The simplest definition of flow is how you feel when your skill and the challenge you are facing are increasing at the same pace.
The simplest definition of stress is how you feel when you do not have the skills or resources to meet the challenge you are facing or when the challenge itself has unclear or impossible expectations.
The simplest definition of boredom is how you feel when your skill set is stronger then your challenge. When we are bored, we look for quick fixes that put our minds and hearts on pause. We look for things to entertain or preoccupy our time. We sometimes create our own stress just to make us feel something.
“Flow is natural because we personally do nothing to cause it to exist. Whether or not we give it our conscious attention, it just is. Sometimes we may hardly know it’s there: when obscured by our fear or anger it can run underground like a river. But when we move into greater awareness and trust, it emerges in all its strength and power.” (From The Understanding Flow by Charlene Belitz and Meg Lundstrom.)
Obscured by fear or anger: As I have written many times before, so much of my reality was constructed on fear and anger. It’s fair, there is so much to fear and so much to be angry about. When we are operating under the laws of fear and anger, we are knotted up in stress that oppresses us, chips away at our immune system and steals our joy. That stress blinds us to seeing where our skills can be sharpened and when it is time to let go.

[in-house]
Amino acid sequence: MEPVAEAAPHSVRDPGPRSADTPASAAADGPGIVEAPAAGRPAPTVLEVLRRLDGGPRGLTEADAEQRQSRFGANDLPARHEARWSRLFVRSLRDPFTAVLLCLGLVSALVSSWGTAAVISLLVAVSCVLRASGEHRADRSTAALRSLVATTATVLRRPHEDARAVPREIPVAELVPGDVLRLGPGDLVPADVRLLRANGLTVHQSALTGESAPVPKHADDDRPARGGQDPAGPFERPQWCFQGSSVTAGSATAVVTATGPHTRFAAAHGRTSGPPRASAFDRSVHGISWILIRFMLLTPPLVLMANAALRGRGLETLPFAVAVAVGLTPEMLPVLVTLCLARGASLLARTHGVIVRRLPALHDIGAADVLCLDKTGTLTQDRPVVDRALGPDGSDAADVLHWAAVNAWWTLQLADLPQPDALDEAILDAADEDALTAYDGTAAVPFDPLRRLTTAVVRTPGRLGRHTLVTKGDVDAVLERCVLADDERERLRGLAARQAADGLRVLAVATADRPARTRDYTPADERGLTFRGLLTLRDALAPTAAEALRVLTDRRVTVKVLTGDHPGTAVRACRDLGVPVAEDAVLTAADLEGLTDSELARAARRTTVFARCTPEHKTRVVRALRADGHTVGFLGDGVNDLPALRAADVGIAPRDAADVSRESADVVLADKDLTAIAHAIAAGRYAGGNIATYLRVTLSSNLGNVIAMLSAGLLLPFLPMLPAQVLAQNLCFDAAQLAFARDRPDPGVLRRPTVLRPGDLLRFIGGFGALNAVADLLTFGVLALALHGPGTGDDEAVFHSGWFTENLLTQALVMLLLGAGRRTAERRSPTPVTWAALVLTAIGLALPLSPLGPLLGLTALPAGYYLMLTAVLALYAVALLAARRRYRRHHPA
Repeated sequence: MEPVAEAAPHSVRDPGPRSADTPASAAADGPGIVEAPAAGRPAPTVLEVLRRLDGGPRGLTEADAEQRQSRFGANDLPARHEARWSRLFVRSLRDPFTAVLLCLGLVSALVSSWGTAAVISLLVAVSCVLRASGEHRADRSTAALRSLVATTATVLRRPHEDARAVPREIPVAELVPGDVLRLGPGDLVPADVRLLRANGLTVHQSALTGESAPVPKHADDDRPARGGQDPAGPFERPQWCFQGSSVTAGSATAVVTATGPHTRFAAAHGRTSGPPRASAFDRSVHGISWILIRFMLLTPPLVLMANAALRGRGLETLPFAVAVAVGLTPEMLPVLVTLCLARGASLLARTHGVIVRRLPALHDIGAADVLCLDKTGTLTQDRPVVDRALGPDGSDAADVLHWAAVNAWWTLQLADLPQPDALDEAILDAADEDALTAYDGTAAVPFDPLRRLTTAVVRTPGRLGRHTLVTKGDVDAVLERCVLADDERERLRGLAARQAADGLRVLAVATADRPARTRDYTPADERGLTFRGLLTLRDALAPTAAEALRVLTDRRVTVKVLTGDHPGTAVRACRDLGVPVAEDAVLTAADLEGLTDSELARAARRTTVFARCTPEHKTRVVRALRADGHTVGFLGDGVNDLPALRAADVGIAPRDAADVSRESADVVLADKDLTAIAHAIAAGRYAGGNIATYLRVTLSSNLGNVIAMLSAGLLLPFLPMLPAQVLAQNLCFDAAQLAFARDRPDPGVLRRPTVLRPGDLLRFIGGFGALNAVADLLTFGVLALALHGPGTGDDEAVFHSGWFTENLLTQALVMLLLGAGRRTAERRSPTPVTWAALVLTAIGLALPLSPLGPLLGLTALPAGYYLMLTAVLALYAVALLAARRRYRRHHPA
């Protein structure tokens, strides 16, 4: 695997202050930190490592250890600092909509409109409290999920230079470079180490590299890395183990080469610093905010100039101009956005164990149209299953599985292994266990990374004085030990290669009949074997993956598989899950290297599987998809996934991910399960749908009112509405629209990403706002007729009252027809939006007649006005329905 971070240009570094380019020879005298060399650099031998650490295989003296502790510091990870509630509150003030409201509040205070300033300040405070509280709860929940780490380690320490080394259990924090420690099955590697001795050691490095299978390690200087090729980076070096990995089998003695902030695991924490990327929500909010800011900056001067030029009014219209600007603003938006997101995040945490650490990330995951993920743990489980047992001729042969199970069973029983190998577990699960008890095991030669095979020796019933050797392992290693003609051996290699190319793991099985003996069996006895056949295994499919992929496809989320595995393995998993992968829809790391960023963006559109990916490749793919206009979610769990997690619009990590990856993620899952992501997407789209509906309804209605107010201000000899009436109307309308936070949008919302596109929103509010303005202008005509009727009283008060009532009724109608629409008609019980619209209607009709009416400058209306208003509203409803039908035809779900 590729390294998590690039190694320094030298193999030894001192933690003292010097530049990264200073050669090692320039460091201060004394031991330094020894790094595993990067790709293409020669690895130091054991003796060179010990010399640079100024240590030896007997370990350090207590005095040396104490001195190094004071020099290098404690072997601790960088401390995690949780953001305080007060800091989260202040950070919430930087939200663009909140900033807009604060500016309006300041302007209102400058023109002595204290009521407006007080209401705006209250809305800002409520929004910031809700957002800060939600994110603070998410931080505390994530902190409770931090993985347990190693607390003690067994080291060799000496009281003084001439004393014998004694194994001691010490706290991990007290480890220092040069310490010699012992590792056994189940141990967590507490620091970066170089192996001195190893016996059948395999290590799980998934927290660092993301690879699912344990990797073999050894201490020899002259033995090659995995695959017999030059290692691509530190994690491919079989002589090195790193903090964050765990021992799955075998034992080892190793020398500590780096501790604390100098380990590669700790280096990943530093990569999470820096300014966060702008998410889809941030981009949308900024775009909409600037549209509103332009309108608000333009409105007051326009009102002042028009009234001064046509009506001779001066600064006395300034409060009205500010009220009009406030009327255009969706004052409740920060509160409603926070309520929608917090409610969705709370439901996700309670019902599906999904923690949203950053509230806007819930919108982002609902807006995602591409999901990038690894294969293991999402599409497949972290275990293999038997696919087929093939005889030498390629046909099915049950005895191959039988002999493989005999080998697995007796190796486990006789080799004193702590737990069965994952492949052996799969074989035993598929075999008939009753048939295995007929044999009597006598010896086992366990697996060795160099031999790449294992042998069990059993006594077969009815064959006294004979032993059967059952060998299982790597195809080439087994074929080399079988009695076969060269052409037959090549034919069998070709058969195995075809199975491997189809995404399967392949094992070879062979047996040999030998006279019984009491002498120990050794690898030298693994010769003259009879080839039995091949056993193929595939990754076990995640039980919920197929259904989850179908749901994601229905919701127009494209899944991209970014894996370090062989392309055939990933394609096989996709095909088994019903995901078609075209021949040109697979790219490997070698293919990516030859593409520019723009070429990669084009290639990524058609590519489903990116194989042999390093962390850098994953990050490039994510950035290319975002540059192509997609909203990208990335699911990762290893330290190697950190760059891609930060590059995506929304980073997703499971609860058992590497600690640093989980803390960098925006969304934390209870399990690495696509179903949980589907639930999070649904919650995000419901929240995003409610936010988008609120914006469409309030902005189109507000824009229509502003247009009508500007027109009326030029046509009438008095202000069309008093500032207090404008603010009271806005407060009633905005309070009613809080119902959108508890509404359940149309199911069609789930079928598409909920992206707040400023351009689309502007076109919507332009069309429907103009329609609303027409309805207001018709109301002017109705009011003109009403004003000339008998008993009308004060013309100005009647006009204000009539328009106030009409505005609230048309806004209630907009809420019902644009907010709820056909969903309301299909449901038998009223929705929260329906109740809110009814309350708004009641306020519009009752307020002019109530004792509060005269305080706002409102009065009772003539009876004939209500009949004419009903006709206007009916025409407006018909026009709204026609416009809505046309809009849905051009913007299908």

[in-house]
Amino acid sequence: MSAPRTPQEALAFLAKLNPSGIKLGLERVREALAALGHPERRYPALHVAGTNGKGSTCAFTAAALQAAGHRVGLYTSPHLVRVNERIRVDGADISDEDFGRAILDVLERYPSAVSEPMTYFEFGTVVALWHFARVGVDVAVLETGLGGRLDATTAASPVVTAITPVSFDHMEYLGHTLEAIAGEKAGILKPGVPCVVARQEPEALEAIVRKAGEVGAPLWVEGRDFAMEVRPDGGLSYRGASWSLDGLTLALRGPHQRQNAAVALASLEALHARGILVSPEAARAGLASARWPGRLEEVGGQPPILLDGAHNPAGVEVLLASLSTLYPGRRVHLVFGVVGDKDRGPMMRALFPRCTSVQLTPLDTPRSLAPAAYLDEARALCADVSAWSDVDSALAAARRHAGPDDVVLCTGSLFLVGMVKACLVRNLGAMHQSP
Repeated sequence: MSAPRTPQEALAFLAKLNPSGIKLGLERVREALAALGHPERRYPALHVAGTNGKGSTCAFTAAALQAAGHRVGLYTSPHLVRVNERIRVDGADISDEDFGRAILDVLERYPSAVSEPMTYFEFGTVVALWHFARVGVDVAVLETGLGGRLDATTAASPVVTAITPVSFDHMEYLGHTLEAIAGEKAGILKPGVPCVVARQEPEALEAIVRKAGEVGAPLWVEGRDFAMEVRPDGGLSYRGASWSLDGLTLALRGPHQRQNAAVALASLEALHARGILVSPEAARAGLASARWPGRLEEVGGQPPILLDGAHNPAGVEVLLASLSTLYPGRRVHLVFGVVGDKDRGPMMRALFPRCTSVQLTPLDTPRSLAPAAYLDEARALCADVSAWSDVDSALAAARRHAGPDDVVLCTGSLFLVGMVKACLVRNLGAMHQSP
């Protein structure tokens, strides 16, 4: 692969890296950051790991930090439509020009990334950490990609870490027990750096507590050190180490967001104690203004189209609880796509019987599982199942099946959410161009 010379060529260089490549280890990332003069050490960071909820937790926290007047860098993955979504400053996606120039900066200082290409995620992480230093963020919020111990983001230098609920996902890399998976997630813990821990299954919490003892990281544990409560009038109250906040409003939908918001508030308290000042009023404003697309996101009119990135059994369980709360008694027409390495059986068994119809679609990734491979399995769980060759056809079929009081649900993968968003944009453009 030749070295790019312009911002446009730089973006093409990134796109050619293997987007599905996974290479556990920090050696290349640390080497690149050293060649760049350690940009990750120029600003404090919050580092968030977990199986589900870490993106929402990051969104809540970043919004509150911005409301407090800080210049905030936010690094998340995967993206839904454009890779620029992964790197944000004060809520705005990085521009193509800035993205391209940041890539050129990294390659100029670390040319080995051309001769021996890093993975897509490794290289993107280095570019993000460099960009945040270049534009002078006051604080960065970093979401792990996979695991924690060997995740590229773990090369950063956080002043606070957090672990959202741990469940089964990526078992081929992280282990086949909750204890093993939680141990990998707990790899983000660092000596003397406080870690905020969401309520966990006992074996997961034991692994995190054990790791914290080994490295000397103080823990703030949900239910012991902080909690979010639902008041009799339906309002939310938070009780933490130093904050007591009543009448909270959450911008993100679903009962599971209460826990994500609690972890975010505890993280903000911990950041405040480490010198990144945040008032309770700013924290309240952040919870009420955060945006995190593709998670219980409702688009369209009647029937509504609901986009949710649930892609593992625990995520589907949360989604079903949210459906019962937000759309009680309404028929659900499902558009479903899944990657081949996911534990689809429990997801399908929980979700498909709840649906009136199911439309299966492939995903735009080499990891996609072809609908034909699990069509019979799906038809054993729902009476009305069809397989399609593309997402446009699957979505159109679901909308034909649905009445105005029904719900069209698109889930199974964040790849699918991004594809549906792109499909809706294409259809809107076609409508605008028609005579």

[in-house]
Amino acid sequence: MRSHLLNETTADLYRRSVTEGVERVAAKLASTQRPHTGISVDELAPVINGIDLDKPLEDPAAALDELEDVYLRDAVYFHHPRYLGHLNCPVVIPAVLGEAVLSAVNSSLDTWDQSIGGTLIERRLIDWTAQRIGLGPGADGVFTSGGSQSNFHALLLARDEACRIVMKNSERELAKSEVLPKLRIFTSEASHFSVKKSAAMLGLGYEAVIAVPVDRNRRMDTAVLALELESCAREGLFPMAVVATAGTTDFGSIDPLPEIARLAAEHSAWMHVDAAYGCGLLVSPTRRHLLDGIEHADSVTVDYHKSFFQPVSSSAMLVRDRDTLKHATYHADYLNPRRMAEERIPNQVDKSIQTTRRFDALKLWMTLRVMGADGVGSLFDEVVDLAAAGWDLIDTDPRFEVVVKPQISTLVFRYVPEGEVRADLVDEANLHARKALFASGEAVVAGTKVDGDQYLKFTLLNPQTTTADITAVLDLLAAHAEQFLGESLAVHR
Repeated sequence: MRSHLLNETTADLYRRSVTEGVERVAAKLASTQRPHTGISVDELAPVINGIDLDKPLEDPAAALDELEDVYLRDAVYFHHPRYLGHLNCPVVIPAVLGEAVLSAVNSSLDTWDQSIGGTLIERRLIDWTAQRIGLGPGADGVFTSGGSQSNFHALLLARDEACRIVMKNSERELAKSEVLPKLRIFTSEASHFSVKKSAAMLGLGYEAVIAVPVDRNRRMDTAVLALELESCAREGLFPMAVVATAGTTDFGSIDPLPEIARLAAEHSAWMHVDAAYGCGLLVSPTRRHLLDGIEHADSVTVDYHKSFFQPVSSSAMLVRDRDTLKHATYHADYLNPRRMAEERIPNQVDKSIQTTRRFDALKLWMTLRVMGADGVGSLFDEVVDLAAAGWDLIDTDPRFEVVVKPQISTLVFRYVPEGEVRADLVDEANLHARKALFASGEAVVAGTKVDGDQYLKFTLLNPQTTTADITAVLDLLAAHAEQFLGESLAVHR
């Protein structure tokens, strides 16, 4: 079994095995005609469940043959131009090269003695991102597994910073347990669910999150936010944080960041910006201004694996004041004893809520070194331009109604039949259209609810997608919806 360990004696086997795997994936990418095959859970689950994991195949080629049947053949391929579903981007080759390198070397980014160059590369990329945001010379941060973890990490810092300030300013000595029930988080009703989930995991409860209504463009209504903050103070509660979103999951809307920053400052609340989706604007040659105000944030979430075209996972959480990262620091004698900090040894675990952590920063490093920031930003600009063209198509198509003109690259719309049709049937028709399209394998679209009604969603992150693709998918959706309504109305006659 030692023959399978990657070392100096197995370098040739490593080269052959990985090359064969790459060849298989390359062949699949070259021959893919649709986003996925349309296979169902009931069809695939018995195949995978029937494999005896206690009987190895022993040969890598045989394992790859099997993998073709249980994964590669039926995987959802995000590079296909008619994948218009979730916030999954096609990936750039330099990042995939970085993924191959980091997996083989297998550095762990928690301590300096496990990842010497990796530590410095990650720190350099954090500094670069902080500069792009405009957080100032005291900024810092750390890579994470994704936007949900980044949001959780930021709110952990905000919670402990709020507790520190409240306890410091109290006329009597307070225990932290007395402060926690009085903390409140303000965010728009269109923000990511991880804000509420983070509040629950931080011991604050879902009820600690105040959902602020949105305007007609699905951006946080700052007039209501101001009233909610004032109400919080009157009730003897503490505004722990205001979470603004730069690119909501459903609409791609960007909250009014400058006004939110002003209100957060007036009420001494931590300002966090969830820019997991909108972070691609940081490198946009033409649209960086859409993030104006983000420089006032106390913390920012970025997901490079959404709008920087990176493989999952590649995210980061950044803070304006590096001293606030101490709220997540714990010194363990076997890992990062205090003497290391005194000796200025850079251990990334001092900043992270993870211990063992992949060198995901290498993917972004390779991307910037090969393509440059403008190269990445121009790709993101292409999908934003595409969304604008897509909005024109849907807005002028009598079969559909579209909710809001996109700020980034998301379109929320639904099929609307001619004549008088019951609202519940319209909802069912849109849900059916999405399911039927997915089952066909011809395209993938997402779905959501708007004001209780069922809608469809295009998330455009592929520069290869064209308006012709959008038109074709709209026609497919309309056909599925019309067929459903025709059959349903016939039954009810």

Strength and power: The challenges we face are not going away, but we access the skill to face them when we are able to accept that fear is a part of being alive and of being in love, and that our anger is giving us clues all of the time about the passion that runs deeply through us.
According to Linda Caldwell in TimeWise: Taking Charge of Leisure Time (pictured above), Flow involves:
*Intense levels of concentration and focus
*Being one with the activity; being totally absorbed
*Not being worried about the outcome of the activity
*Not feeling bored or wondering when you can do something else
*Being mindful of the activity and of your body and mind in connection with the activity